US 6414541 B1 Abstract A switched-capacitor circuit includes a plurality of sequentially-operated switched-capacitors A first capacitor is arranged to be coupled and thereafter uncoupled to an input signal during a first time period. Thereby the first capacitor is charged to an input value in dependence on the input signal. A second capacitor is arranged to be coupled and thereafter uncoupled to the first capacitor during a second time period for charge distribution between the second and first capacitor. Pairwise charge distribution is possibly done with further sequentially-operated switched capacitors. A final capacitor is arranged to be coupled and thereafter uncoupled to a previous capacitor during the final time period for charge distribution between the final and the previous capacitor. The switched-capacitor circuit further includes selectively coupling the first and the second sequentially-operated switched-capacitors to an output circuit thereby enabling a desired weighting of the input signal to be attained.
Claims(25) 1. A switched-capacitor circuit comprising:
a plurality of sequentially operated switched-capacitors arranged in a chain which are sequentially switched during a plurality of time periods, the sequentially-operated switched capacitors include:
a first switched-capacitor arranged to be coupled and thereafter uncoupled to an input signal during a first time period thereby charging the first switched-capacitor to an input value in dependence on the input signal;
a second switched-capacitor arranged to be coupled and thereafter uncoupled to the first switched-capacitor during a second time period for charge distribution between the second and the first switched capacitor thereby dividing the charge between the first and the second switched-capacitor; and
a final switched-capacitor arranged to be coupled and thereafter uncoupled to a preceding switched-capacitor in the chain during a final time period for charge distribution between the final and the preceding switched-capacitor thereby dividing the charge between the final and the preceding switched-capacitor; and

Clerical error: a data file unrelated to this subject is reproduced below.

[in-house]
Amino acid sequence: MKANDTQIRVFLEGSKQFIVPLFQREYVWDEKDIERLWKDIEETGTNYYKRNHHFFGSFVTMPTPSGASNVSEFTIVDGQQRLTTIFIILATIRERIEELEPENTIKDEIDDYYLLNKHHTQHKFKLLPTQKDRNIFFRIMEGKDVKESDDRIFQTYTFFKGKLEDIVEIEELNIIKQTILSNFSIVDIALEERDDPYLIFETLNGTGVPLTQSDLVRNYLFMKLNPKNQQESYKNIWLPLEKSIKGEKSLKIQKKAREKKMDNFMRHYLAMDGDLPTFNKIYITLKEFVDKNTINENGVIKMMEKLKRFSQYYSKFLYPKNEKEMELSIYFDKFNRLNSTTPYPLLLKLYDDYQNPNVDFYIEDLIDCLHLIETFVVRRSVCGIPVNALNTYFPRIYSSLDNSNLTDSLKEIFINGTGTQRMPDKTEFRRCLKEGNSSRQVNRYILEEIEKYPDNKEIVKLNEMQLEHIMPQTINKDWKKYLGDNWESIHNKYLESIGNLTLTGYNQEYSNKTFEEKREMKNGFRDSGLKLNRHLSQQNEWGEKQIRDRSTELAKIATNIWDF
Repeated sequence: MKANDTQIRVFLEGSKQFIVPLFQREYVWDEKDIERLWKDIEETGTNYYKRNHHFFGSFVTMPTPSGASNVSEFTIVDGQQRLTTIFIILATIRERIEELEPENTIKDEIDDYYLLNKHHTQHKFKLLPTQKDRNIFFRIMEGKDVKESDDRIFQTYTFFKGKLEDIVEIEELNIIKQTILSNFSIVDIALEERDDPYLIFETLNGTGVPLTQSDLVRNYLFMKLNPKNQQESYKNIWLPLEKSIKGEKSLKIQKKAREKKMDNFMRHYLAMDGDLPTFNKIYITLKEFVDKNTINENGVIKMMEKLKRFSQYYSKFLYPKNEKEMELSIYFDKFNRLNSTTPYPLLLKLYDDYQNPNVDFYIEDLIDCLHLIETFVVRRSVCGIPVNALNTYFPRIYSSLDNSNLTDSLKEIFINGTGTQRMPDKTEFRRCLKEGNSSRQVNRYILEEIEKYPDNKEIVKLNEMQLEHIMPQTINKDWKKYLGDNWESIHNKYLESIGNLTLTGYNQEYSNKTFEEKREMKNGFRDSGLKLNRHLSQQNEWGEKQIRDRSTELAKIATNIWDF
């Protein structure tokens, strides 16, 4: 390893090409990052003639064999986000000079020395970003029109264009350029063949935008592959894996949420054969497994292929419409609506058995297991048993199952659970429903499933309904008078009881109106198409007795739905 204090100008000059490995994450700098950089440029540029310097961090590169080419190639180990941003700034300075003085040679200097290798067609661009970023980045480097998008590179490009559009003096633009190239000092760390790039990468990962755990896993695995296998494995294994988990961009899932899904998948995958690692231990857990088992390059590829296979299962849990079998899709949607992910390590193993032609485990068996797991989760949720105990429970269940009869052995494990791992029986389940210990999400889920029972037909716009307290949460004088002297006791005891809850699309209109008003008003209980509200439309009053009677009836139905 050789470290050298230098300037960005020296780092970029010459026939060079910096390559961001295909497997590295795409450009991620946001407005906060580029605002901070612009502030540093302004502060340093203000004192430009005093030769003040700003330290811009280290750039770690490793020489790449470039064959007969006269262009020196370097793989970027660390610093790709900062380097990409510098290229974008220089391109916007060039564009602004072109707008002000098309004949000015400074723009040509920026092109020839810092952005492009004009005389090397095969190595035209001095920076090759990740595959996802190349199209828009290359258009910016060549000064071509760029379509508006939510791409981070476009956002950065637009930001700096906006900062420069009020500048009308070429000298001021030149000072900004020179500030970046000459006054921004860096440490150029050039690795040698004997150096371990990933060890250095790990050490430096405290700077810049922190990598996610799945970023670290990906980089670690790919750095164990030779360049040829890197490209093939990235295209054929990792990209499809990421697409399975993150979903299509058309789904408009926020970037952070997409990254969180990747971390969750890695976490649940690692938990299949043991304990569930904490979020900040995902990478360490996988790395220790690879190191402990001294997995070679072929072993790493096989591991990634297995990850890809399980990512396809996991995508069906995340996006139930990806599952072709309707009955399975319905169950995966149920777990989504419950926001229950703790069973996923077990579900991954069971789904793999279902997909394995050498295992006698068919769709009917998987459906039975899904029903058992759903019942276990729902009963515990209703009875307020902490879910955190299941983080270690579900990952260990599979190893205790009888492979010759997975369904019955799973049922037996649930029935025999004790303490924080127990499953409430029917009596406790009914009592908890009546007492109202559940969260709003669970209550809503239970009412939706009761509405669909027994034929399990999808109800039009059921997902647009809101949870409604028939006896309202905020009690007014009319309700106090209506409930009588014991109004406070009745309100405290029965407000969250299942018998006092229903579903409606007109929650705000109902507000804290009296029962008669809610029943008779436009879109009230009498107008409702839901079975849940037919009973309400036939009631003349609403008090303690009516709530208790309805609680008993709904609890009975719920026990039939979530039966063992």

means for selectively coupling the first and the second switched-capacitors to an output circuit thereby enabling a desired weight factor of the input signal to be attained.
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3. The switched-capacitor circuit according to
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10. The switched-capacitor circuit according to
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12. The switched-capacitor circuit according to
13. The switched-capacitor circuit according to
14. The switched-capacitor circuit according to
15. The switched-capacitor circuit according to
16. The switched-capacitor circuit according to
17. The switched-capacitor circuit according to
18. The switched-capacitor circuit according to
19. A switched-capacitor circuit, comprising:
a plurality of sequentially-operated switched-capacitors, the first of which is coupled to an input signal during a first time period thereby charging the first switched capacitor to an input value in dependence on the input signal, thereafter the charge on the first switched capacitor is sequentially charge distributed during further time periods, where each sequential charge distribution is between pairs of sequentially-operated switched-capacitors by first dividing the charge between a first pair of sequentially-operated switched capacitors consisting of the first sequentially-operated switched-capacitor and a second sequentially-operated switched-capacitor and then during a next time period dividing the charge between a second pair of sequentially-operated switched capacitors consisting of the second sequentially-operated switched-capacitor and a third sequentially-operated switched-capacitor and so on between pairs of sequentially-operated switched-capacitors until a last sequentially operated switched-capacitor belongs to a pair of switched-capacitors performing charge division; and